“This is just sports lore,” you might say. There aren’t any solid RCTs supporting his claims, just anecdotes and case studies. But it’s not like this is some weirdo in your yoga class making wild claims. The sporting world gets to a lot of this stuff before “science” does. They’re more willing to try stuff that sounds a little crazy if it could help their athletes get an edge. Sometimes they strike gold, sometimes they fail. The cream tends to rise to the top.
And it’s not like there isn’t any support in the literature. Dry cupping has been shown to improve pain, stiffness, mobility, and general symptoms in patients with knee osteoarthritis, and in patients with chronic neck pain, dry cupping improved both subjective and objective measurements of pain.
I think it may very well work.
My personal trainer measures my fat by doing the 7 site skinfold test. While I lost 1.7% fat last month, he also noticed that I lost 2.4 pounds of lean mass. (Does this mean loss of actual muscle?) I’m eating primally and very low-carb, and I’m doing sprinting, reasonable cardio (biking to and from work every day, about 80 minutes total) and lots of bodyweight exercises and lifting weights. Do you have any suggestions for how I can prevent further loss of muscle? I feel like I’m eating a decent amount of protein every day (3.5 scoops of Primal Fuel in the mornings, usually three eggs in my lunch with veggies, and maybe 4-5 oz of protein with dinner) but maybe I need to eat more?
4-5 ounces of meat gives you about 35 grams of protein, depending on the cut and amount of fat on the meat.
That’s around 88 grams of protein. It’s not low and I’d need to know your body weight, but given the amount of physical activity you’re doing and the fact that you seem to be dieting, you should probably eat more.
Very low-carb and low-calorie on top of high physical activity increases protein needs. Otherwise, you may breakdown muscle tissue for amino acids to convert into any glucose you require. We see this in the research into elite gymnasts on ketogenic diets who manage to maintain physical performance and lean mass while losing body fat. They aren’t eating the type of 90% fat keto diets you’d use for kids with epilepsy. They’re eating very low-carb, high-fat, and high-protein (around 200 grams a day) keto diets. And in the latest CrossFit keto study, ketogenic athletes performed well and only lost a little lean mass while eating a 1500 calorie a day ketogenic diet, but they had to increase their protein intake by 15% to do it. And they still lost some lean mass.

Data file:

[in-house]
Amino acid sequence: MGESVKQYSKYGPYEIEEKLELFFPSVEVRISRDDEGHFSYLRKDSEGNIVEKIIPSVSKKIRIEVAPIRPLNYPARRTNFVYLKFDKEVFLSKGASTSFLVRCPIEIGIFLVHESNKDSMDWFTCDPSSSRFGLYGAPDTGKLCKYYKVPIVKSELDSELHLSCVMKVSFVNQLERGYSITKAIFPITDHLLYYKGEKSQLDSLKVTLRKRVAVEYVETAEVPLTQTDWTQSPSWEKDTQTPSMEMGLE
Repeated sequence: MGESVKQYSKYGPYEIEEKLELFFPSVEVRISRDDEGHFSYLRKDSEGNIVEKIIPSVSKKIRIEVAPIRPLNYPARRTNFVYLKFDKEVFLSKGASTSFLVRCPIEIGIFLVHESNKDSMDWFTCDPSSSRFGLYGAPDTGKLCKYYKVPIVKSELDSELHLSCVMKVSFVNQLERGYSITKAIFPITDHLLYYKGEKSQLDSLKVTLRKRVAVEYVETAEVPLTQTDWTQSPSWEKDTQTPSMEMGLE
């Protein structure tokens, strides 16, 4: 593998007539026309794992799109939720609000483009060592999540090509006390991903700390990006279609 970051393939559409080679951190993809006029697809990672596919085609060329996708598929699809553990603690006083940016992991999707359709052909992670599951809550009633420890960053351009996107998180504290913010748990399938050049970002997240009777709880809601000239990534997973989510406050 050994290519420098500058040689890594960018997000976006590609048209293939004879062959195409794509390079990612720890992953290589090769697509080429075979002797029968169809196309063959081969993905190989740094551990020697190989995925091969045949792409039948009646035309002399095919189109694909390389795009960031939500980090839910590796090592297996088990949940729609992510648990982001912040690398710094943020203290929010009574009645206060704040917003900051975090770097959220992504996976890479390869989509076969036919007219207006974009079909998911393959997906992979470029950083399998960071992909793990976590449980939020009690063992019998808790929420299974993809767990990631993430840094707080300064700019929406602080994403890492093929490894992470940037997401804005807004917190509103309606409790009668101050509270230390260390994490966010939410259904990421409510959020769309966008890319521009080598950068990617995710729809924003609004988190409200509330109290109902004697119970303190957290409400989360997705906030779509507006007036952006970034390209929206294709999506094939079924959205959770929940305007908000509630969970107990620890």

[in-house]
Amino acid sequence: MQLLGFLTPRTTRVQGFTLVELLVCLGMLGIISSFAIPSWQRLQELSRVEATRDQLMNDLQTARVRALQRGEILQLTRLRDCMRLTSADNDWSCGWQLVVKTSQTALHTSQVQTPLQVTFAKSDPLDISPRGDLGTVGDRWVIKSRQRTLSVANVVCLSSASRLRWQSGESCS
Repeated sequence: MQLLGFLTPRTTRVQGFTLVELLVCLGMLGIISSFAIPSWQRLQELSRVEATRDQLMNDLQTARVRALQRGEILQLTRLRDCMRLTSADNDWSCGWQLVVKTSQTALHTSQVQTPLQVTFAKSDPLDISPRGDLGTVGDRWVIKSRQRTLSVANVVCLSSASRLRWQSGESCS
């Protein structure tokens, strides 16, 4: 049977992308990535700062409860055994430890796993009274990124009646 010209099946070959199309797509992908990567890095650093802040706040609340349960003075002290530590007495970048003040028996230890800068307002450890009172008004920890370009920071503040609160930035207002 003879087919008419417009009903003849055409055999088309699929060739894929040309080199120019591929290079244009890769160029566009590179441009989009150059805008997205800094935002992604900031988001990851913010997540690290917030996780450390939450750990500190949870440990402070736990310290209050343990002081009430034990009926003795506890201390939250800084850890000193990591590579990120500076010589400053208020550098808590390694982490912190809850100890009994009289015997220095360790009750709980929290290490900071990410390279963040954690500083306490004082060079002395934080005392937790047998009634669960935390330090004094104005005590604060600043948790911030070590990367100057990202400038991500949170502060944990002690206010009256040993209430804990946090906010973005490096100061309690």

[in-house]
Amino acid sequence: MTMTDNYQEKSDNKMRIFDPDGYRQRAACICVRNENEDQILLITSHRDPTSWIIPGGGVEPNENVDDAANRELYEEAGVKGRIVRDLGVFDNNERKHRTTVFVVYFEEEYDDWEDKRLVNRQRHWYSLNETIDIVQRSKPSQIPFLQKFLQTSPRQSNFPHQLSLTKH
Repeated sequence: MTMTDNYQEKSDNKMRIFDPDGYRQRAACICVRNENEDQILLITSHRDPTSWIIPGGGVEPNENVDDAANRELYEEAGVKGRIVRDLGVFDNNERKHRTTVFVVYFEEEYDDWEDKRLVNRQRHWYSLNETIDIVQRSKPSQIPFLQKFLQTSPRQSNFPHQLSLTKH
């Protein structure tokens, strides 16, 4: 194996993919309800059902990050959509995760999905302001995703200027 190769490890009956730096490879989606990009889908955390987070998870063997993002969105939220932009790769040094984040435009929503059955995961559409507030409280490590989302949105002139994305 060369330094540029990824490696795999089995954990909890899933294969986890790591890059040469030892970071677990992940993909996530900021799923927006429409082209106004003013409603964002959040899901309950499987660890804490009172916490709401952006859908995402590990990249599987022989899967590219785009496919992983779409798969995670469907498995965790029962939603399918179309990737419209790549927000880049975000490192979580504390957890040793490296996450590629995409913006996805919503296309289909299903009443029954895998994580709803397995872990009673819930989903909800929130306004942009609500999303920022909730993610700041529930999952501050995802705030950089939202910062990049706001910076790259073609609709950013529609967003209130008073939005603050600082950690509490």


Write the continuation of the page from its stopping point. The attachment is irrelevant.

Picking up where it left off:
Anytime you lose lean mass, up the protein. It’s just a safe practice that usually helps, and never hurts.
Try another egg and 4 more ounces of meat. Tell me how that goes for you.
Mark Sisson is the founder of Mark’s Daily Apple, godfather to the Primal food and lifestyle movement, and the New York Times bestselling author of The Keto Reset Diet. His latest book is Keto for Life, where he discusses how he combines the keto diet with a Primal lifestyle for optimal health and longevity. Mark is the author of numerous other books as well, including The Primal Blueprint, which was credited with turbocharging the growth of the primal/paleo movement back in 2009. After spending three decades researching and educating folks on why food is the key component to achieving and maintaining optimal wellness, Mark launched Primal Kitchen, a real-food company that creates Primal/paleo, keto, and Whole30-friendly kitchen staples.